Brazil contains around 60% of the Amazon rainforest, the degradation of which can have serious consequences for the global climate and rainfall

Brazil contains around 60% of the Amazon rainforest, the degradation of which can have serious consequences for the global climate and rainfall

Brazil contains around 60% of the Amazon rainforest, the degradation of which can have serious consequences for the global climate and rainfall

Fire consumes an area near Porto Velho, Brazil, Friday, August 23, 2019. Brazilian state experts have reported a record of nearly 77,000 forest fires across the country so far this year, an increase of 85% over the same period in 2018

Fire consumes an area near Porto Velho, Brazil, Friday, August 23, 2019. Brazilian state experts have reported a record of nearly 77,000 forest fires across the country so far this year, an increase of 85% over the same period in 2018

Advertisements

Fire consumes an area near Porto Velho, Brazil, Friday, August 23, 2019. Brazilian state experts have reported a record of nearly 77,000 forest fires across the country so far this year, an increase of 85% over the same period in 2018

Many are now pointing the finger at right-wing President Jair Bolsonaro because the Brazilian leader has criticized environmental criticism and called for the development of protected reserves.

The movement has encouraged loggers and farmers trying to evacuate the land, sometimes by burning a fire, Reuters reported.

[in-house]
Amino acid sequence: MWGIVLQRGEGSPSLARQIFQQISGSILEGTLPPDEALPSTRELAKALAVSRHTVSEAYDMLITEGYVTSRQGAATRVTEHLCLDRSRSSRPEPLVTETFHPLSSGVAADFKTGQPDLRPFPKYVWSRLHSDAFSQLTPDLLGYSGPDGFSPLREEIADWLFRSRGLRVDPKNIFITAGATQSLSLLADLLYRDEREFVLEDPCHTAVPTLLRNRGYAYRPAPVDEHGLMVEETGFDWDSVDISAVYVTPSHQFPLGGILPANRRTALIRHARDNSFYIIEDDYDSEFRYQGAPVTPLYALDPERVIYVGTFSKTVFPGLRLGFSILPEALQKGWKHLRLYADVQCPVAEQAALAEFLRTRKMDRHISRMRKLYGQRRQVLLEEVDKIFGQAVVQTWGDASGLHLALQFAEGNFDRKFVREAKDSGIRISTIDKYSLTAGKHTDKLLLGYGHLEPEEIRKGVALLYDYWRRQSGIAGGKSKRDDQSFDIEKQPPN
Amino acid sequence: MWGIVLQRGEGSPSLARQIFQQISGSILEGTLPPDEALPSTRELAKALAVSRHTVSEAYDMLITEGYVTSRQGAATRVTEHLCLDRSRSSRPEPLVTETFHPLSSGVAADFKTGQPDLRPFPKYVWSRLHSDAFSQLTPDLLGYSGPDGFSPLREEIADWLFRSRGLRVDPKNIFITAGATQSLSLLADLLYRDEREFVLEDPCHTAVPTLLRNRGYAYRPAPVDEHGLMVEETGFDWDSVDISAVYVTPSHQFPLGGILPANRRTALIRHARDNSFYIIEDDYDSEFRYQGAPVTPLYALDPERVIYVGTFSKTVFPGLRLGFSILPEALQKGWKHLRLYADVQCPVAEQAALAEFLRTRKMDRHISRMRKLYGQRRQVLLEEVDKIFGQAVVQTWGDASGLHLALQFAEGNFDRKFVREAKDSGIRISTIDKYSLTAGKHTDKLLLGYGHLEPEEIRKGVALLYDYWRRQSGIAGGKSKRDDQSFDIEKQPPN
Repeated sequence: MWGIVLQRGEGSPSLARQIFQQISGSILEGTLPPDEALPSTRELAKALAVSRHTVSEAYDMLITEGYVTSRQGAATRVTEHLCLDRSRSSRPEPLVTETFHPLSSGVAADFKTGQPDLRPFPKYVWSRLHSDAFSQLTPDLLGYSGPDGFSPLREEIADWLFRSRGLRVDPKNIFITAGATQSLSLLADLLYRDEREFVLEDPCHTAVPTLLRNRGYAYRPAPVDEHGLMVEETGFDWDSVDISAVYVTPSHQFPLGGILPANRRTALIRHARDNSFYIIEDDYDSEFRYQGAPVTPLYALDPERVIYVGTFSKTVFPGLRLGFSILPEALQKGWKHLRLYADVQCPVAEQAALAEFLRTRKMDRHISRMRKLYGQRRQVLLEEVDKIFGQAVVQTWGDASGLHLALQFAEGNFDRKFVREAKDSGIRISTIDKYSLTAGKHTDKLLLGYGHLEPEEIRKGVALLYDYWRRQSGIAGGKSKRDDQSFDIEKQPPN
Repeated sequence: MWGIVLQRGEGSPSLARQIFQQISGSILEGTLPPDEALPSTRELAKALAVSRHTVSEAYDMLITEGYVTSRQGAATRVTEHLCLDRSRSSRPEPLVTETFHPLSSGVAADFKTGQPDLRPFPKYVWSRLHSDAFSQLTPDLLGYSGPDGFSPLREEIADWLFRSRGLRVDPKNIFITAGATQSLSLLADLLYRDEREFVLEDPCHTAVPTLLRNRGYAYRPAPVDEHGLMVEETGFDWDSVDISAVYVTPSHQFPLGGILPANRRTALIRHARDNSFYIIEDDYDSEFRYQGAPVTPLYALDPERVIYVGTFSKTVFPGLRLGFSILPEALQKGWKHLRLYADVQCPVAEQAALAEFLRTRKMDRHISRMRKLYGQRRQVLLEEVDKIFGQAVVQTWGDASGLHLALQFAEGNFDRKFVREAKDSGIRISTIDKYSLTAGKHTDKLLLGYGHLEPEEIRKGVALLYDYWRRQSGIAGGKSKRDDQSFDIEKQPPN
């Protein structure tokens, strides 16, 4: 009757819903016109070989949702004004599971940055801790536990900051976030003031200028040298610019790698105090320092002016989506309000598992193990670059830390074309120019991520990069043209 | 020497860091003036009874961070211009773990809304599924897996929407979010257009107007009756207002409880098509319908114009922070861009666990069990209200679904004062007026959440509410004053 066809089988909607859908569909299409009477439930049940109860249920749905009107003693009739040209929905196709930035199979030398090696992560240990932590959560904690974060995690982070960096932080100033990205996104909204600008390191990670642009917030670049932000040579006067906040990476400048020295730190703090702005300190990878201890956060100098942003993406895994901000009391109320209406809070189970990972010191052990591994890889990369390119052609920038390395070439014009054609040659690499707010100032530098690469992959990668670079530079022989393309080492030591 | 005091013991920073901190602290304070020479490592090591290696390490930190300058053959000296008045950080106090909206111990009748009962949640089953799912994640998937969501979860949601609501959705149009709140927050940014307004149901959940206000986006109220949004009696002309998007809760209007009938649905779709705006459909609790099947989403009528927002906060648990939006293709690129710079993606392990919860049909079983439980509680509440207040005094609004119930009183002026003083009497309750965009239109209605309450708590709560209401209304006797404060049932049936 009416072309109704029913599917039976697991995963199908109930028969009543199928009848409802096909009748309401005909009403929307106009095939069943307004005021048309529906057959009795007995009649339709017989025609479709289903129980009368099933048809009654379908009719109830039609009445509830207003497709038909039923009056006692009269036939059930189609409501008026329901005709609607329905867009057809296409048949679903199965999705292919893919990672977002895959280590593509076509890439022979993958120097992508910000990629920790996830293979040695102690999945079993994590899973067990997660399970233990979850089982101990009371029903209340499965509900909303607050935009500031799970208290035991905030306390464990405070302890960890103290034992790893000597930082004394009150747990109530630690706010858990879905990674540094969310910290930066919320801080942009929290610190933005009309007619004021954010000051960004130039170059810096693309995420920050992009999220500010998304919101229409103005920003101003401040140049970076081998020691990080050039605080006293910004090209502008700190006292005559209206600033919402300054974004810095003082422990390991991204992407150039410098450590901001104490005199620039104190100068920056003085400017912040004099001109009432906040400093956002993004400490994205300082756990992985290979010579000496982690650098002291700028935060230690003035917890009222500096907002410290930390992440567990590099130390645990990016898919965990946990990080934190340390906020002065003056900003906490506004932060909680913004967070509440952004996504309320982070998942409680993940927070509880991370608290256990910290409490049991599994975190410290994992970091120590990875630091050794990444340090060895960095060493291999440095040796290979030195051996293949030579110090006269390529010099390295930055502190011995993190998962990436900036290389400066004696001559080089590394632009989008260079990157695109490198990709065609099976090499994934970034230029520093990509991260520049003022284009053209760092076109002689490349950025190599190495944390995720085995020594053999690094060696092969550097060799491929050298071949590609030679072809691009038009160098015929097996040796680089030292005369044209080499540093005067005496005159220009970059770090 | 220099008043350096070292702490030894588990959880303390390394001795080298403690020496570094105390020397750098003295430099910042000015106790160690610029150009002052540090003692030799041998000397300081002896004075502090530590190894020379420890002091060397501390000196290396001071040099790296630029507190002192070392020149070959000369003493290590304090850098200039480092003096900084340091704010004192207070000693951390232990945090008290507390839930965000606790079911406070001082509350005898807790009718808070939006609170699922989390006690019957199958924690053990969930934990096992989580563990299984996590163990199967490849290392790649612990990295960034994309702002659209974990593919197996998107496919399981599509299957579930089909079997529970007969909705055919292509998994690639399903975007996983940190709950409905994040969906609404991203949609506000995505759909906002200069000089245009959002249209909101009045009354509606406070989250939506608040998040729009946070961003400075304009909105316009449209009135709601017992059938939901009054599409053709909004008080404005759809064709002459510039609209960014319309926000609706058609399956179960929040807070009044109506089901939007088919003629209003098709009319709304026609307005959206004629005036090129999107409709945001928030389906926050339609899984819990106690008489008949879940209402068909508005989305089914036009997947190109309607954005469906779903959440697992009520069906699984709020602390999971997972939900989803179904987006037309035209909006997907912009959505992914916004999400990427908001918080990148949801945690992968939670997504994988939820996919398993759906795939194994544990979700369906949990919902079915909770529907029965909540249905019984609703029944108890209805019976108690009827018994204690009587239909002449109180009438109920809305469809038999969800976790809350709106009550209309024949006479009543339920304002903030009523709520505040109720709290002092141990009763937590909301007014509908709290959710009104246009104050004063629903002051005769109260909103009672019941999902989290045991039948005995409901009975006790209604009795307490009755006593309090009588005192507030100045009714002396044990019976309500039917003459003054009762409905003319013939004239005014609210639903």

Nobody feels the effects harder than the indigenous tribes who call the Amazon their home.

& # 39; With every passing day, we see destruction progress: deforestation, invasion, logging & # 39 ;, Handerch Wakana Mura, one of the different leaders of a clan of more than 60 people, told Reuters this week.

Advertisements

& # 39; We are sad because the forest is dying at all times. We feel the climate change and the world needs the forest. & # 39;

MAP DISCLOSES THE IMMEDIATE PERFORMANCE REPORTING AROUND THE BOL

Using Landsat images and cloud computing, researchers mapped forest cover worldwide, as well as forest loss and growth. Over 12 years, 888,000 square miles (2.3 million square kilometers) of forest were lost and 309,000 square miles (800,000 square kilometers) re-grown Using Landsat images and cloud computing, researchers mapped forest cover worldwide, as well as forest loss and growth. Over 12 years, 888,000 square miles (2.3 million square kilometers) of forest were lost and 309,000 square miles (800,000 square kilometers) re-grown

Using Landsat images and cloud computing, researchers mapped forest cover worldwide, as well as forest loss and growth. Over 12 years, 888,000 square miles (2.3 million square kilometers) of forest were lost and 309,000 square miles (800,000 square kilometers) re-grown

The destruction caused by deforestation, forest fires and storms on our planet has been revealed in unprecedented details.

High-resolution maps published by Google show how worldwide forests lost a total of 1.5 million square km members during 2000-2012.

In comparison, that is a loss of forested land that is the same size as the entire state of Alaska.

The maps, made by a team from NASA, Google and the researchers from the University of Maryland, used images from the Landsat satellite.

Each pixel in a Landsat image shows an area the size of a baseball diamond and offers enough data to zoom in on a local region.

Previously, country-to-country comparisons of forestry data were not possible at this accuracy level.

"When you compile datasets that use different methods and definitions, it's hard to synthesize," said Matthew Hansen at the University of Maryland.

Advertisements

. (TagsToTranslate) Dailymail (t) sciencetech (t) nasa (t) climate change – & – global-warming